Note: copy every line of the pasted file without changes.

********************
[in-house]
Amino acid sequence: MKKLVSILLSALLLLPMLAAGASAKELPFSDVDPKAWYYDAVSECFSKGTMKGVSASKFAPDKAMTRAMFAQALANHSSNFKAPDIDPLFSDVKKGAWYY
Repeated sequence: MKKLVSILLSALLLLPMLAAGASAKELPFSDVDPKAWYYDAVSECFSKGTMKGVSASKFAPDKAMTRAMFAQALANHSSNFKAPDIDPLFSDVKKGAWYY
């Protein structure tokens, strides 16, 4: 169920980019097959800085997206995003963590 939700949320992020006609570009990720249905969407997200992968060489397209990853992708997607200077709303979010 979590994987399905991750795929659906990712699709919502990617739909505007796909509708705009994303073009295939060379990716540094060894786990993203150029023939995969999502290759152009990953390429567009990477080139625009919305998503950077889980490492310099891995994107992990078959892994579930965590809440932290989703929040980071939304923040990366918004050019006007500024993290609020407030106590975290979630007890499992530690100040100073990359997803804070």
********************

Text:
[in-house]
Amino acid sequence: MKKLVSILLSALLLLPMLAAGASAKELPFSDVDPKAWYYDAVSECFSKGTMKGVSASKFAPDKAMTRAMFAQALANHSSNFKAPDIDPLFSDVKKGAWYY
Repeated sequence: MKKLVSILLSALLLLPMLAAGASAKELPFSDVDPKAWYYDAVSECFSKGTMKGVSASKFAPDKAMTRAMFAQALANHSSNFKAPDIDPLFSDVKKGAWYY
């Protein structure tokens, strides 16, 4: 169920980019097959800085997206995003963590 939700949320992020006609570009990720249905969407997200992968060489397209990853992708997607200077709303979010 979590994987399905991750795929659906990712699709919502990617739909505007796909509708705009994303073009295939060379990716540094060894786990993203150029023939995969999502290759152009990953390429567009990477080139625009919305998503950077889980490492310099891995994107992990078959892994579930965590809440932290989703929040980071939304923040990366918004050019006007500024993290609020407030106590975290979630007890499992530690100040100073990359997803804070």